4. Use social media for environmental scanning. Used as a tool for analysis, social media allows for practitioners to listen to the concerns of consumers and other risk bearers. In fact, I’ve started to track every single complaint we get on social media. It’s a great way for me to detect trends and a useful resource when asked for customer feedback.

What other ways do you feel social media has impacted public relations? 

Audrey Roeder HeadshotAudrey Roeder works as a public relations coordinator for two of the nation’s top-selling master-planned communities. She’s an alumna of Texas A&M University and the University of Houston, where she received a Master of Arts in Public Relations. In her free time, Audrey enjoys exploring her city’s ever-growing restaurant scene, binge-watching Netflix with her fiancé and posting too many pictures of her Siamese cat, Sibel, to Instagram. Connect with her on LinkedIn.

Three Ways to Let Analytics Guide Your Social Strategy

DAY SPAEvery PR pro knows a good online strategy is nothing without great content to back it up. Social media should not be overlooked when it comes to strategic planning. As more and more organizations incorporate social media into their overall PR strategy, it becomes increasingly important to create content that sets them apart from competitors and builds trust with audiences. There are so many great tools available (for free!) that can help guide social content to maximize its benefit.

Here are a few ways to use them:

1. Find the Right Time to Post. Timing is everything. The great thing about social media is its instantaneous nature, so messages can get out to audiences in seconds. But is it really necessary and/or beneficial to deliver every message in real-time? Social media users can be connected to hundreds of other users or organizations, and every post is competing for attention. Most PR pros work typical 9-5 hours, so it might seem like it makes sense to post a link to a new blog on Facebook during your work day. But if those who follow a brand on Facebook aren’t online during that time, the post becomes buried among a hundred others.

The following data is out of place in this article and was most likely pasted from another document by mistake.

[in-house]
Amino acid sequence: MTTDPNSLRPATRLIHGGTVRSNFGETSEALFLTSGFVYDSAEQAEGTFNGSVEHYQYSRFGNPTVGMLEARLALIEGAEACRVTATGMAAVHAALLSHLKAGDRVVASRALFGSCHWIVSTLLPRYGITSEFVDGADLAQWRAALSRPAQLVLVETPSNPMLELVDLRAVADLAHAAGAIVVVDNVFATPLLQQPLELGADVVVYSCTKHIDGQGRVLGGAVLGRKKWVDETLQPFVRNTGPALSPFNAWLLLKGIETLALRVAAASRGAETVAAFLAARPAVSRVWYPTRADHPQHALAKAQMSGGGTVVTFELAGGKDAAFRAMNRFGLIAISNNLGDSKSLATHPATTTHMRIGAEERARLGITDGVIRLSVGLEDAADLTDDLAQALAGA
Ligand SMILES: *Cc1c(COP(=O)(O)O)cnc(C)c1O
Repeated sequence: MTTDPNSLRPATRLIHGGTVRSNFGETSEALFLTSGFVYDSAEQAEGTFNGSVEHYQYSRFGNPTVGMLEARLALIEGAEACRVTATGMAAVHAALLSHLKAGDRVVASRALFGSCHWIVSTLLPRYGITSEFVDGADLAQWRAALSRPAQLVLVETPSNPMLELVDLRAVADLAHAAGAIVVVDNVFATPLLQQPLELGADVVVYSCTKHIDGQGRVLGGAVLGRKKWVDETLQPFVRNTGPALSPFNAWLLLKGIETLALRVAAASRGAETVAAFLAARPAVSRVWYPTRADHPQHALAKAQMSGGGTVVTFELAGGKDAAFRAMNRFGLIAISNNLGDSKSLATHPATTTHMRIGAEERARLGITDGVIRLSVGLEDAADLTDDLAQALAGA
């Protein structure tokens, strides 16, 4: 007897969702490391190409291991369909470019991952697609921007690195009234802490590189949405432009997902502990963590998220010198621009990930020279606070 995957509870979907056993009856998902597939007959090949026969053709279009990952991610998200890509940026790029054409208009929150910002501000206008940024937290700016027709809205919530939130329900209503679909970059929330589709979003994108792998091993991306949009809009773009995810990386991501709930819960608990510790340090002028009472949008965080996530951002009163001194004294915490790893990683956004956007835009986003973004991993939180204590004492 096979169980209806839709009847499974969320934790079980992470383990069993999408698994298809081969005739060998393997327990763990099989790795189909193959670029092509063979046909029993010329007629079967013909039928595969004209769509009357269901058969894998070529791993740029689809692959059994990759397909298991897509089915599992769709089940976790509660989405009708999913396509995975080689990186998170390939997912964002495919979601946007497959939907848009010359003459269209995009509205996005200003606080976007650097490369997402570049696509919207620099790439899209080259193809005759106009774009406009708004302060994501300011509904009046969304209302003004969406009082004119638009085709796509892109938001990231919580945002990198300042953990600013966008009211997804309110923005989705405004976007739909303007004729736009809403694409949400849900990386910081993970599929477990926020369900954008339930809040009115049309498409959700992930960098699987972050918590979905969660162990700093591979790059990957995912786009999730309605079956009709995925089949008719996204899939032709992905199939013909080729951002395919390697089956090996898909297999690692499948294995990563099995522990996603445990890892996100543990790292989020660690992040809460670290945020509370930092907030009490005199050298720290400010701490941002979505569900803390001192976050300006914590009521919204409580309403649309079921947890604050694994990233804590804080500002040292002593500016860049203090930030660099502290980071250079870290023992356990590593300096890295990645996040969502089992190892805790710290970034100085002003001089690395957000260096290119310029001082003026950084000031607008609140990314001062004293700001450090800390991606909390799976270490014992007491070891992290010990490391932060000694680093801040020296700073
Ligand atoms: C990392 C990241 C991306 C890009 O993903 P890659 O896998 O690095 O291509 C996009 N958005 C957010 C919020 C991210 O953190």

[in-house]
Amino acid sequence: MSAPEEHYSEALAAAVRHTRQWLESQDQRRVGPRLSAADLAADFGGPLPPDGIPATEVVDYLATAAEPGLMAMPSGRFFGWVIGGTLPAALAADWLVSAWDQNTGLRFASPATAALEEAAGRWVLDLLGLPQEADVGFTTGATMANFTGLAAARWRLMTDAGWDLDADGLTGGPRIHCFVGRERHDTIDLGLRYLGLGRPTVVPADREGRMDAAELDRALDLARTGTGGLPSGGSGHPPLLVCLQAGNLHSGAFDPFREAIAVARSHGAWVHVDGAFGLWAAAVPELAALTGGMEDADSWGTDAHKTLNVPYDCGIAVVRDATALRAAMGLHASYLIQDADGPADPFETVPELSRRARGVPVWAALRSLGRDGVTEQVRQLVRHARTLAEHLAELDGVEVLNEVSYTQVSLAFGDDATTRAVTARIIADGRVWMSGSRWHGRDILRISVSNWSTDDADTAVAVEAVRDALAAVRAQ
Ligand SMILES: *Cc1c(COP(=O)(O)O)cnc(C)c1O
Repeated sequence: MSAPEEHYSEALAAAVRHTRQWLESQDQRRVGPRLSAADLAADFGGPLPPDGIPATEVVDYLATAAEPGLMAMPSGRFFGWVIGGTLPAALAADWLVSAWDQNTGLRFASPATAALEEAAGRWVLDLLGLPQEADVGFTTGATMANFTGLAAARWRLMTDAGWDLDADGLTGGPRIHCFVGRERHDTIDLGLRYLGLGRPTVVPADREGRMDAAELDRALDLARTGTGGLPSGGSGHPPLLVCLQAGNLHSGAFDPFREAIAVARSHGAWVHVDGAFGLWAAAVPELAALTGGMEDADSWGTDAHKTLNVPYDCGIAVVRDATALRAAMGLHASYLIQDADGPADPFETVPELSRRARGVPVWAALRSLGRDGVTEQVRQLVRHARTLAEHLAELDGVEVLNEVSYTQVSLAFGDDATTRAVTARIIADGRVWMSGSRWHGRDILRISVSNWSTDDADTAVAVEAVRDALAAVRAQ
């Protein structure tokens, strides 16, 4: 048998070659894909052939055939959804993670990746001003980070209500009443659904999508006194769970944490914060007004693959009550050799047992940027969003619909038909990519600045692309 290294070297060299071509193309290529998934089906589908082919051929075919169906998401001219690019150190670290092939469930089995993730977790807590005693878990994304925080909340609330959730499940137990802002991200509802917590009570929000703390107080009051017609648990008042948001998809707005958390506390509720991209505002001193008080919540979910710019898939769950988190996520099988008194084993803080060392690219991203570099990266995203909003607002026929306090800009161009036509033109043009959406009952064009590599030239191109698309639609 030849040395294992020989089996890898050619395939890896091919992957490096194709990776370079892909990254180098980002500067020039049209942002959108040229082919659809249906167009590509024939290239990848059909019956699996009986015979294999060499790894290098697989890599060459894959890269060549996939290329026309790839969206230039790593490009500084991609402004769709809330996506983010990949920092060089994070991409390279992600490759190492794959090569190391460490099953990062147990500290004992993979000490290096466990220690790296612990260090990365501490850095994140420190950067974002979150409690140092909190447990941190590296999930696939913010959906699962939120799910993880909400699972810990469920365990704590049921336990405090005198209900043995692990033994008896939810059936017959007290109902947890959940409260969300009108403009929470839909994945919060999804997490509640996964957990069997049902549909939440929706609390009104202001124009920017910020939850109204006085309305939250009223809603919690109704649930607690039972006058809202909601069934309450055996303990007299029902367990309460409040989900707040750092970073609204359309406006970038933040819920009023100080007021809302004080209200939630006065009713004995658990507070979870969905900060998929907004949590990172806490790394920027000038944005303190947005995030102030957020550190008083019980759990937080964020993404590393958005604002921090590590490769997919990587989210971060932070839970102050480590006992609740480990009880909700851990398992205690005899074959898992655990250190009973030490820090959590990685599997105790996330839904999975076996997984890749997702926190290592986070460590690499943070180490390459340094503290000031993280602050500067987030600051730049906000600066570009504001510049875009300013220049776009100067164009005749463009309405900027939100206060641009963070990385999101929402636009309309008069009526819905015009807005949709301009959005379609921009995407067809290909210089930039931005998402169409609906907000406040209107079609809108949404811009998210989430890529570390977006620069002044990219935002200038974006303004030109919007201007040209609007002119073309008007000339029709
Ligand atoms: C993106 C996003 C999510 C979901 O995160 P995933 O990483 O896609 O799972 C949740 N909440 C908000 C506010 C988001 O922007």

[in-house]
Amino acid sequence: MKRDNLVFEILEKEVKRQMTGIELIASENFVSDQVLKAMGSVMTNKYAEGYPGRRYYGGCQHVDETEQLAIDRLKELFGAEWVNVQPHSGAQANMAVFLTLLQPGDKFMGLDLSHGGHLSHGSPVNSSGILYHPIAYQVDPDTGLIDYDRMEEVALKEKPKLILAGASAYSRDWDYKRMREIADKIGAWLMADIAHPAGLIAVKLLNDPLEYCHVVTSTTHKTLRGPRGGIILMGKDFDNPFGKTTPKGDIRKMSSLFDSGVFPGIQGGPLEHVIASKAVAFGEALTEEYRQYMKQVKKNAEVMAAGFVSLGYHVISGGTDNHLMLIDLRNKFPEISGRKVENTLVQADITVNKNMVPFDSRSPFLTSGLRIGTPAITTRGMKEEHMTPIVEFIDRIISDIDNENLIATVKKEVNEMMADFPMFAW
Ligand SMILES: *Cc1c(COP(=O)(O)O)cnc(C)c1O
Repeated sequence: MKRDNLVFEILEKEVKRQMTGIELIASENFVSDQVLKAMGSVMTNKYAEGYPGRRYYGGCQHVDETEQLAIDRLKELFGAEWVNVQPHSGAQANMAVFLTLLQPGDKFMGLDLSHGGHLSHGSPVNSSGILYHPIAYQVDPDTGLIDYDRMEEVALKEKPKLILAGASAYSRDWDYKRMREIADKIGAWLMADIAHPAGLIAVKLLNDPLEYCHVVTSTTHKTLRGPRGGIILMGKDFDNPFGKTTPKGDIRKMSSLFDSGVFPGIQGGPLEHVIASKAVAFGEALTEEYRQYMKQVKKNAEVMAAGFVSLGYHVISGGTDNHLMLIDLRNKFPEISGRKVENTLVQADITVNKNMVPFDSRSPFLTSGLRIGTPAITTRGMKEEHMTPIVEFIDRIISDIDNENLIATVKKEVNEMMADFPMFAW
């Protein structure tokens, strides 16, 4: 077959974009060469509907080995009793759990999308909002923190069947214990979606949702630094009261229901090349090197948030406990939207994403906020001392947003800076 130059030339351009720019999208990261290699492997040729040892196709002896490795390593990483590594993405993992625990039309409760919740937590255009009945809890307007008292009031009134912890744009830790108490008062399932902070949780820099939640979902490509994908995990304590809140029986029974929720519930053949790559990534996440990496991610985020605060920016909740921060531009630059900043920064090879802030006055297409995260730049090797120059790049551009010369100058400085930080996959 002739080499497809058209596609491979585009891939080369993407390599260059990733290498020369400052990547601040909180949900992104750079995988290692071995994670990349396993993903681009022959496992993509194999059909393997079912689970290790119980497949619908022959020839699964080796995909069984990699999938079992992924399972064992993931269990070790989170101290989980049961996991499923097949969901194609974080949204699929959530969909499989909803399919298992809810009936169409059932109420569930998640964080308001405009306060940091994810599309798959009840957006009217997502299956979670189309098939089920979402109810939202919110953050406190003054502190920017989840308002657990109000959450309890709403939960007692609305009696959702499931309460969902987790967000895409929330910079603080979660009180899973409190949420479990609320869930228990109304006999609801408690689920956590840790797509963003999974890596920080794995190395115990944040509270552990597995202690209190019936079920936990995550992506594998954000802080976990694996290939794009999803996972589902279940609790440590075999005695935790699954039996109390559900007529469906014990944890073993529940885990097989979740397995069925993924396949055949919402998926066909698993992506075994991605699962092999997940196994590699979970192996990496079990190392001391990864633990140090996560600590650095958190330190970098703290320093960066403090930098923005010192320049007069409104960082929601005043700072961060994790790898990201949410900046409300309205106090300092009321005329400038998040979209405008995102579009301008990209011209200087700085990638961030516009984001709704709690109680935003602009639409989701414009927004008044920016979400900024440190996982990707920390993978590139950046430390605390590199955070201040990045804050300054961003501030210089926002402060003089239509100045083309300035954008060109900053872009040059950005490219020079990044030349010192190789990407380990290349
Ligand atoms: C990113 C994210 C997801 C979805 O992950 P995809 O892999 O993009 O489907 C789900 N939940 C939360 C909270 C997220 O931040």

Tools like Facebook Insights allow organizations to see the demographics of their Facebook followers. One of the most valuable pieces of information is a daily timeline that shows follower activity peaks. Insights is completely free to business/organization pages on Facebook, and it can help pinpoint the best time to schedule posts. It may turn out that time is at 7:00 p.m. on a Friday evening. There are plenty of tools available to schedule posts automatically so the prime posting window isn’t missed because it is outside of traditional work hours.

2. Figure Out What Content Works. It can be easy for a social media strategy to place too much focus on building an audience. Social media is a tool to engage in conversations with an audience. If the audience isn’t responding, something isn’t working. A large fan base does not equal a successful social media strategy.

“While the number of page likes or Twitter followers seems like an obvious metric to track, it is important to measure reach and engagement as well,” said Katie Hinerman, Freelance Digital Marketing Specialist.

Twitter Analytics is a new tool available for organizations to measure the engagement of their Twitter content. The dashboard shows overall impressions (how many times a tweet was viewed), engagement (how many users interacted with a tweet) and engagement rate (ratio of tweets to interactions). A good social media strategy should include a plan for increasing engagement rate across all social platforms.